Blooming nature, fresh trails, warm days and cool nights make spring one of the best times of the year to get outside and camp before summer crowds take over. Read on to discover the best places to camp across the country this season.
Written by Caroline Hughes
Acadia National Park, Maine
Rugged Acadia National Park, with its rocky coastline and granite peaks, is an East Coast camp site unlike any other. The park is home to trees, abundant wildlife and the highest point on the Atlantic Coast. You will hear waves crashing and birds signing as you hike along the coast. The nearby town of Bar Harbor is a good place to stock up on last minute supplies, or an idyllic destination to explore all on its own.
Arches National Park, Utah
The otherworldly landscape in Arches National Park contains over 2,000 natural sandstone arches, giving way to extensive hiking trails and consistently spectacular desert camping. Yucca, cacti and desert wildflowers coat this adventure playground in vivid color. Head a few miles southeast to check out Moab’s dinosaur tracks at Bull Canyon Overlook and Copper Ridge.
Assateague Island, Maryland
Reserve a camping spot on Assateague Island National Seashore and sleep on the sand where Virginia and Maryland meet the Atlantic ocean. The stunning beaches, marshes and forests make way for hiking trails and uninterrupted beach views. Watch the famous wild horses roam free and frolic at the water’s edge.
Lake McDonald, Montana
At 10 miles long and nearly 500 feet deep, Lake McDonald is the largest lake in Glacier National Park. Once occupied by the park’s namesake – glaciers, this area has is now filled with hiking trails, gorgeous vistas and an abundance of wildlife. Lake McDonald will take your breath away. The lake is a lovely home base for a night or weekend to explore the Montana’s beauty.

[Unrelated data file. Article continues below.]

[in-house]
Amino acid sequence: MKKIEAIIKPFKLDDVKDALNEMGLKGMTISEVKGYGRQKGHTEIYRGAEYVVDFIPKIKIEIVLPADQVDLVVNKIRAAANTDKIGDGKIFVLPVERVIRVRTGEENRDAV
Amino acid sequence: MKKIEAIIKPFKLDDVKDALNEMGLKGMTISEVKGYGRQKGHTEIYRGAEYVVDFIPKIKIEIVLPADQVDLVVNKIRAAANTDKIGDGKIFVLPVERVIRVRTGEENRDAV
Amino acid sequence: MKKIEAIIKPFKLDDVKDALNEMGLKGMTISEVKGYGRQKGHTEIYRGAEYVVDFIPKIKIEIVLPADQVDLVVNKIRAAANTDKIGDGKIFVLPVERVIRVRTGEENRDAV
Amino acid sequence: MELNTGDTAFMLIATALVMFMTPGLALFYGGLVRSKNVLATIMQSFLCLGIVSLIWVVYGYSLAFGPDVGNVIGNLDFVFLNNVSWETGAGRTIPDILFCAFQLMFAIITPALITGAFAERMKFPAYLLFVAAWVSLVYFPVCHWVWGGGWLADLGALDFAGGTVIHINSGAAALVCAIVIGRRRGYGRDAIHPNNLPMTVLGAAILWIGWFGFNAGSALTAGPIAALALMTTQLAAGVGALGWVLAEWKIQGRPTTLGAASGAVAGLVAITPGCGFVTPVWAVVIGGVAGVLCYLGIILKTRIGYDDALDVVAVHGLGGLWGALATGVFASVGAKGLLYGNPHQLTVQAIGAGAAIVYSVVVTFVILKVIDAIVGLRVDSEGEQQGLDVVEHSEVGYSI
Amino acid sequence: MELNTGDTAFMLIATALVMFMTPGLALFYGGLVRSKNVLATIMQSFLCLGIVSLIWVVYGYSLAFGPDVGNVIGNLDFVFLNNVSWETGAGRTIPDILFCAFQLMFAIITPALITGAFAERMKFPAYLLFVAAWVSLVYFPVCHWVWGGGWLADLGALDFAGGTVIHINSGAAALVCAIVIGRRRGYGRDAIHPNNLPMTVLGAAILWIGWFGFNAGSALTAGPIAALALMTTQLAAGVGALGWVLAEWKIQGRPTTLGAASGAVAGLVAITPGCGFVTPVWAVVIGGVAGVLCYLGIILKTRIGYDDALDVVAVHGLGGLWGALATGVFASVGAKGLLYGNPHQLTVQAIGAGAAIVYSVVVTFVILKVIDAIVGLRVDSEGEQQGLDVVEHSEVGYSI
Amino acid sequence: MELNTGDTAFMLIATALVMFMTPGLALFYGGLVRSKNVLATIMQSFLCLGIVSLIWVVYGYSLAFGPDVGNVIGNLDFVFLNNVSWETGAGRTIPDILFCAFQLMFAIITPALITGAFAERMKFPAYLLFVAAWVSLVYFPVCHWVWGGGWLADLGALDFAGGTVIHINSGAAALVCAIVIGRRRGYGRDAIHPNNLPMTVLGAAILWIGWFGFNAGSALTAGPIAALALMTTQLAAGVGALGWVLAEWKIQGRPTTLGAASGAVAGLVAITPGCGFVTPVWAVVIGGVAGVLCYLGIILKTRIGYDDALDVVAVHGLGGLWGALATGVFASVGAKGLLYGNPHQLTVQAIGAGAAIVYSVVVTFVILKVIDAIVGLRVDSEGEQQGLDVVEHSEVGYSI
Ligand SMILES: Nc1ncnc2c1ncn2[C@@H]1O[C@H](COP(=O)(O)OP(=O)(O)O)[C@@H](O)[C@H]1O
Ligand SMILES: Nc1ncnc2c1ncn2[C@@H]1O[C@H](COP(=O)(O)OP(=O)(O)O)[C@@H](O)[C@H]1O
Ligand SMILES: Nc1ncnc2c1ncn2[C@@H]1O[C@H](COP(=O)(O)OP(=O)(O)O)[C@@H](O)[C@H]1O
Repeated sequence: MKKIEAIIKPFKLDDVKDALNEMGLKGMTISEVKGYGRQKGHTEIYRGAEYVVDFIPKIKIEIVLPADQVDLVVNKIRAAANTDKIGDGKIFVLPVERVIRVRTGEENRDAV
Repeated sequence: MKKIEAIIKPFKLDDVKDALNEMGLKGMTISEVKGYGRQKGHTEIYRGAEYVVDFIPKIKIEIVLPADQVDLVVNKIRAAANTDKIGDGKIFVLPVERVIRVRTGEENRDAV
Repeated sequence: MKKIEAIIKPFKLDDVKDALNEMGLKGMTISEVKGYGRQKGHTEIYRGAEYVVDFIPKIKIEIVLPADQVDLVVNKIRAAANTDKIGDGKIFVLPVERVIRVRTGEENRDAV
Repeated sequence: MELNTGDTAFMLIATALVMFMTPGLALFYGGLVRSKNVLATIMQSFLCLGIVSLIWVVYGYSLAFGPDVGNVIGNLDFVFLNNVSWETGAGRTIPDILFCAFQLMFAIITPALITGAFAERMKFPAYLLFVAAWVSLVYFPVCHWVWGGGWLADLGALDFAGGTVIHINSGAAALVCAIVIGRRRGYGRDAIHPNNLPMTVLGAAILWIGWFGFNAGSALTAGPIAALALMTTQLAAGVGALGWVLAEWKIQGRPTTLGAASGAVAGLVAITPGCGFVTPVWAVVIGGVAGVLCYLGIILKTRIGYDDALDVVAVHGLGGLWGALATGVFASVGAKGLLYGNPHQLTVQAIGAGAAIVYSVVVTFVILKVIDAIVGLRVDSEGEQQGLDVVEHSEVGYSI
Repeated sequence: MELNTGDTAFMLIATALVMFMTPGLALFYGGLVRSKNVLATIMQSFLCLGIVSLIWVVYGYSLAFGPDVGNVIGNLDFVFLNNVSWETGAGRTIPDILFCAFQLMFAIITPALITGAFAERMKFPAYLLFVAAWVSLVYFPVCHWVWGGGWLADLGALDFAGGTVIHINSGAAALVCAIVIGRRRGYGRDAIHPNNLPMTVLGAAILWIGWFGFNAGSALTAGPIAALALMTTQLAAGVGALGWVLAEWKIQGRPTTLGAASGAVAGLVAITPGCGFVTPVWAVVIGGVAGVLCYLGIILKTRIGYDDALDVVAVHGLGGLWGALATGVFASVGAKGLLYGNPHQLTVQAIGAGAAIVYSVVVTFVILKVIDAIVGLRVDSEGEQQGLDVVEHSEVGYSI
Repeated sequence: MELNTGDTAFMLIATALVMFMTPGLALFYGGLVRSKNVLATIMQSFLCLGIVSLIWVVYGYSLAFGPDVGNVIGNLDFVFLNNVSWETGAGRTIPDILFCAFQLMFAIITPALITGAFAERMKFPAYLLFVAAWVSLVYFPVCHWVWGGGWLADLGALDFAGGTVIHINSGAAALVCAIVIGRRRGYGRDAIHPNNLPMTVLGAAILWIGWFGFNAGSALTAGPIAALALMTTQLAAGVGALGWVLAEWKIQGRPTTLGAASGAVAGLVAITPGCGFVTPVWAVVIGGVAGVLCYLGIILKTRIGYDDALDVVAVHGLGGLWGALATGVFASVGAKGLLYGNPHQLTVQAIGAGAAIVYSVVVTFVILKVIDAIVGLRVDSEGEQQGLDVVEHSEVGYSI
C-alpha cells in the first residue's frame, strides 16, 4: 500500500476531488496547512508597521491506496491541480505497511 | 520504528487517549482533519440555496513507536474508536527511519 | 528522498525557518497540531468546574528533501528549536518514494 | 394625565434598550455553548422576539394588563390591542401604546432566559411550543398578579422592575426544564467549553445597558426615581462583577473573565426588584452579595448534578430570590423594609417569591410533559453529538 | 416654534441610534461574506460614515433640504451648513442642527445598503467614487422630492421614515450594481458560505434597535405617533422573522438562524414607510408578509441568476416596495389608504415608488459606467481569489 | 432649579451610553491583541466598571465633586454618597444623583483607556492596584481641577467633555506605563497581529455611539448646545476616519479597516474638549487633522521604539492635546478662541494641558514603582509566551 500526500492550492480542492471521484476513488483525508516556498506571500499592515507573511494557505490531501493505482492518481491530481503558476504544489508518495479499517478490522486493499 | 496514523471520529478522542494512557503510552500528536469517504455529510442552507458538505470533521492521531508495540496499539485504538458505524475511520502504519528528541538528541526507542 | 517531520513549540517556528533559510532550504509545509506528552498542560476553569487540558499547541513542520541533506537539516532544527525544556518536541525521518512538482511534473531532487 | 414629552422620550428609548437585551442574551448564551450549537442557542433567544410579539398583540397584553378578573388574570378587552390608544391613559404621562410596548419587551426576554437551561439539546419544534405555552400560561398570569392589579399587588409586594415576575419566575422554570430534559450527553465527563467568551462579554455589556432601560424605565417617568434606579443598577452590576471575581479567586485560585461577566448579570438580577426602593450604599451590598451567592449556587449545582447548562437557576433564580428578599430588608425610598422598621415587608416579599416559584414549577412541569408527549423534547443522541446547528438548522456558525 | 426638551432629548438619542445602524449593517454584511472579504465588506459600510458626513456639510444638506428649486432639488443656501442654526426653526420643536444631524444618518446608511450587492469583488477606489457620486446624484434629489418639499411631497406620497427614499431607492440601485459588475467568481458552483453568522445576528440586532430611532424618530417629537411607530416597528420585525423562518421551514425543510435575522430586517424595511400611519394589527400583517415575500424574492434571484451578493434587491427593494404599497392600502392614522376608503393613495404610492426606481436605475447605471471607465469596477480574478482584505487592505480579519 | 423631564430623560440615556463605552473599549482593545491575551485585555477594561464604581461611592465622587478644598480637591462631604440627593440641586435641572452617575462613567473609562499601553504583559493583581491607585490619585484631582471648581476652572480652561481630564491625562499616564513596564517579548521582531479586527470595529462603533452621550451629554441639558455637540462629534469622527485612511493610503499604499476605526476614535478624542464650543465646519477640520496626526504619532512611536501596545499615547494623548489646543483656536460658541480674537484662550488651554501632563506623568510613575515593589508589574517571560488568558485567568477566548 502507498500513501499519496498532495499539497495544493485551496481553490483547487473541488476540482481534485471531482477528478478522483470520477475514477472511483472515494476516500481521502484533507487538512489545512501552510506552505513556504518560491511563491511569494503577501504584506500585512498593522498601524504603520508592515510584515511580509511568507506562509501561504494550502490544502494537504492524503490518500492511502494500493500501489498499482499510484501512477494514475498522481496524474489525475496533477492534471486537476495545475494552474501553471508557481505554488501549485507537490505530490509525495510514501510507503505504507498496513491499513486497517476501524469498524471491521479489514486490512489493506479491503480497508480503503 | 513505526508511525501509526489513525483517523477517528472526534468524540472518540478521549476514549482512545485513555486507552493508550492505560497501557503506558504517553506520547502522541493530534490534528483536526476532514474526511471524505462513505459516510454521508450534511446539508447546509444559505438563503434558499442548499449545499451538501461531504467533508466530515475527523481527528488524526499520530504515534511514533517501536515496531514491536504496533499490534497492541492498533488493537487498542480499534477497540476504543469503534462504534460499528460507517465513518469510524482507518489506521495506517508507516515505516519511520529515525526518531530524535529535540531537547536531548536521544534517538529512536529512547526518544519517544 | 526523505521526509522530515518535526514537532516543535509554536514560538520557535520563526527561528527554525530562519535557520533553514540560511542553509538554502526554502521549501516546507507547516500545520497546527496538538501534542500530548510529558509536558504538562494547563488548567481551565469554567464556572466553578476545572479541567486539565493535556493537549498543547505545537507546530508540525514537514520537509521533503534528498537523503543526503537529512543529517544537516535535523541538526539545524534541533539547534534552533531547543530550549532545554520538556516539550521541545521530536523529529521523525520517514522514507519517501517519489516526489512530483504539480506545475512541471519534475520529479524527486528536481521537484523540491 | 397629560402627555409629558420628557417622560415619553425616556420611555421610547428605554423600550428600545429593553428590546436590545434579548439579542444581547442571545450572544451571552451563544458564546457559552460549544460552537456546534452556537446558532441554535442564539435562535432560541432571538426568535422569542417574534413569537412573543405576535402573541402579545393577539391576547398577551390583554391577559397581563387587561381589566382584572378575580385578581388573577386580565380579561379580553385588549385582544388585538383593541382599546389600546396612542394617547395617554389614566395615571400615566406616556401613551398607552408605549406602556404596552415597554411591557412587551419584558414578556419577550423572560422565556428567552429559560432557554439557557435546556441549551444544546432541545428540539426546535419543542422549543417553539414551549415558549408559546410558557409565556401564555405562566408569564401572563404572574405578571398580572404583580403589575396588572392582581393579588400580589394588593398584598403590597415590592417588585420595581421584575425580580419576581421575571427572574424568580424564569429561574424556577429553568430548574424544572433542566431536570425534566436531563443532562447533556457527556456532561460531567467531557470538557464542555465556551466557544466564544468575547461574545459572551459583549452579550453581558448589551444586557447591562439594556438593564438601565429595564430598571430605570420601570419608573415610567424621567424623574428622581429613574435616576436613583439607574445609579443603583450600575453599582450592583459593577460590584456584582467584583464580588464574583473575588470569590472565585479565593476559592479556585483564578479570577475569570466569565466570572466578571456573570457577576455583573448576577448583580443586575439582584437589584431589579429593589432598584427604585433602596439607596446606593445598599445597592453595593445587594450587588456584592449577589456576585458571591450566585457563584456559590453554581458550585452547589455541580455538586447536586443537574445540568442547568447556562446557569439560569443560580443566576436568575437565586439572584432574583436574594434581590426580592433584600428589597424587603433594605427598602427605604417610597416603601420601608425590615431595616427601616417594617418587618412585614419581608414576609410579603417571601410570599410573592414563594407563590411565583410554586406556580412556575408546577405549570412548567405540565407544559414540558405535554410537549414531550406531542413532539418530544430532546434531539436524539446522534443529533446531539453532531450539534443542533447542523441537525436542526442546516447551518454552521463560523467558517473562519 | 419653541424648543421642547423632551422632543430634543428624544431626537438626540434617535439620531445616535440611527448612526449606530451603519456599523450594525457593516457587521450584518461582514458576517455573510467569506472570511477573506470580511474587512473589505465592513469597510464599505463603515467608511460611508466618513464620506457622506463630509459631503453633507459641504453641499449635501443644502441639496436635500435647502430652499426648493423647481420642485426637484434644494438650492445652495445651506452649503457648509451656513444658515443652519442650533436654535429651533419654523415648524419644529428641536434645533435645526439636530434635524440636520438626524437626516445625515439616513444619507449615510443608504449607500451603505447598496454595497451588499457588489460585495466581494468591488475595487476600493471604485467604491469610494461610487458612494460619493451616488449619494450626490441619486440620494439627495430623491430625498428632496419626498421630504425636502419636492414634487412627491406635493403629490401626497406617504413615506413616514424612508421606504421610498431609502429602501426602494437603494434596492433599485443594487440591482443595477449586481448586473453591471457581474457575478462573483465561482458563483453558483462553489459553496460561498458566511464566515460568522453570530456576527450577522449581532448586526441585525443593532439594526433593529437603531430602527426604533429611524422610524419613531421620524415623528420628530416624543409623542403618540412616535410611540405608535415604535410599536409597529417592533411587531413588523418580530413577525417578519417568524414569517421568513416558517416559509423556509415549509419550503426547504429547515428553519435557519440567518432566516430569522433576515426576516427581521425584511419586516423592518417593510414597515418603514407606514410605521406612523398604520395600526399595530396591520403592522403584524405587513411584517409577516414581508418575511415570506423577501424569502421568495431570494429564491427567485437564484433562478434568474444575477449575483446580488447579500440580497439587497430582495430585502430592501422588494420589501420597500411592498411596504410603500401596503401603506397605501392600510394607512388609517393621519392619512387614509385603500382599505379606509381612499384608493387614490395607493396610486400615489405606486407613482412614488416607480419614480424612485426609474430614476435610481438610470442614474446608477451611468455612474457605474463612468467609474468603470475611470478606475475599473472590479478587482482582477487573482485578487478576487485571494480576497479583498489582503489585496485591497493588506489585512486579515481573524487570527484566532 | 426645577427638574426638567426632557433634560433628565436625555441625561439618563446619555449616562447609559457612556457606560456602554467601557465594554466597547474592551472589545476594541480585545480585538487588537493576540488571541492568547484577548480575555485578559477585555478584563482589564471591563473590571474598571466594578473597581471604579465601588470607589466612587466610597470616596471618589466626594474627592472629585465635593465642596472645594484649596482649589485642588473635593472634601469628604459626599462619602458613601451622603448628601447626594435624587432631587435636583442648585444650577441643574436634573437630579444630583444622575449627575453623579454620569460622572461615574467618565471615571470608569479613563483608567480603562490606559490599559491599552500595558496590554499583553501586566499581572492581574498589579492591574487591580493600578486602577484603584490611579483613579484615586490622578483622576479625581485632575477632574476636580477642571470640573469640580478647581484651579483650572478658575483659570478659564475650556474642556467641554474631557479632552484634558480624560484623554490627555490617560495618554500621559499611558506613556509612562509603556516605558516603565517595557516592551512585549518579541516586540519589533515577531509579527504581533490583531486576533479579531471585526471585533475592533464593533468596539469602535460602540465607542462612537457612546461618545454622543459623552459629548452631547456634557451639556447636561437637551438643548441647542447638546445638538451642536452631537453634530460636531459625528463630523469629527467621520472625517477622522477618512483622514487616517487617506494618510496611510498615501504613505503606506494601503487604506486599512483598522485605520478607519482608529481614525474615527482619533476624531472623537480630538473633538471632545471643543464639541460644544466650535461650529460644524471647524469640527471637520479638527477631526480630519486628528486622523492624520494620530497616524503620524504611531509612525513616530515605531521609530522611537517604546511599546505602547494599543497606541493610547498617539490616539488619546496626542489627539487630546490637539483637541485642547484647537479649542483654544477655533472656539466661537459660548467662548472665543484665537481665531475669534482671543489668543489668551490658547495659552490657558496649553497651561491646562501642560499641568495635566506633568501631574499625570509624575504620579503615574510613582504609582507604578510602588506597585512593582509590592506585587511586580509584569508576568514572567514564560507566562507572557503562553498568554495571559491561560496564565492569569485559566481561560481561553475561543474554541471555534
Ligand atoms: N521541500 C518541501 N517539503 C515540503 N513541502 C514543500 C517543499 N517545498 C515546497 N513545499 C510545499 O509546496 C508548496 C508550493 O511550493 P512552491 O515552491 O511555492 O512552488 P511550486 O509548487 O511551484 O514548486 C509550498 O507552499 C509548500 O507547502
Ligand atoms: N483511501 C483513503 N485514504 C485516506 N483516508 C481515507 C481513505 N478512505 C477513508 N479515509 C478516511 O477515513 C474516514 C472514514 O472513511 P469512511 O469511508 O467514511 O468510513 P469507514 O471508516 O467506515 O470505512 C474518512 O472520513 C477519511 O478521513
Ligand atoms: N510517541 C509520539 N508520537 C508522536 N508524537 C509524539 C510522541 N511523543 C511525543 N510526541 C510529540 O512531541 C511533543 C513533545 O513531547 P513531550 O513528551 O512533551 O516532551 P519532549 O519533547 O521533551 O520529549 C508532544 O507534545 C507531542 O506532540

Mongollon Rim, Arizona
Mongollon Rim stretches across the Coconino National Forest and at some parts drops off nearly 2,000 feet, giving way to views of limestone cliffs. The expansive area above the Coconino National Forest makes for excellent hiking, but the real highlight is stargazing from this spectacular vantage point.
Olympic National Park, Washington
The towering ancient trees make Olympic National Park a magical place to pitch a tent. The temperate climate is ideal for late-season camping on the west coast. Hike to your heart’s content – miles and miles of trails lead to waterfalls and alpine lakes- and then return to relax to the sounds of the old growth forest.
Pisgah National Forest, North Carolina
Waterfalls abound and lush greenery set the stage for hiking, biking and fishing in this park surrounding Asheville, North Carolina. If you are bold enough to brave the dropping temperatures, plunge into one of the region’s secluded swimming spots.
Watchman Campground – Zion National Park, Utah
Cream, pink and red cliffs collide with the brilliant blue sky in Zion National Park. Impressive monoliths and dazzling sunsets characterize Watchman Campground. Hop on a nearby shuttle from the campground and make your way over to The Narrows, one of the most coveted hikes on the Colorado Plateau.
Whitewater State Park, Minnesota
Camp right on the river to make the most of the excellent trout fishing in Whitewater State Park. Brown, brook, and rainbow trout are plentiful in the Whitewater River and Trout Run Creek. Located in the southeastern bluff lands area of Minnesota, rocky limestone bluffs, deep ravines and scenic overlooks make Whitewater State Park ideal for exploration.
Yellowstone National Park, Wyoming
Yellowstone sits on one of the most active volcanic hot spots in the country. There are hundreds of geysers to explore in the park – and don’t miss the most iconic geyser of them all – Old Faithful. Spend the day hiking in pursuit of spotting the extensive wildlife, and then relax in the hot springs before retiring to your campsite for a night of stargazing.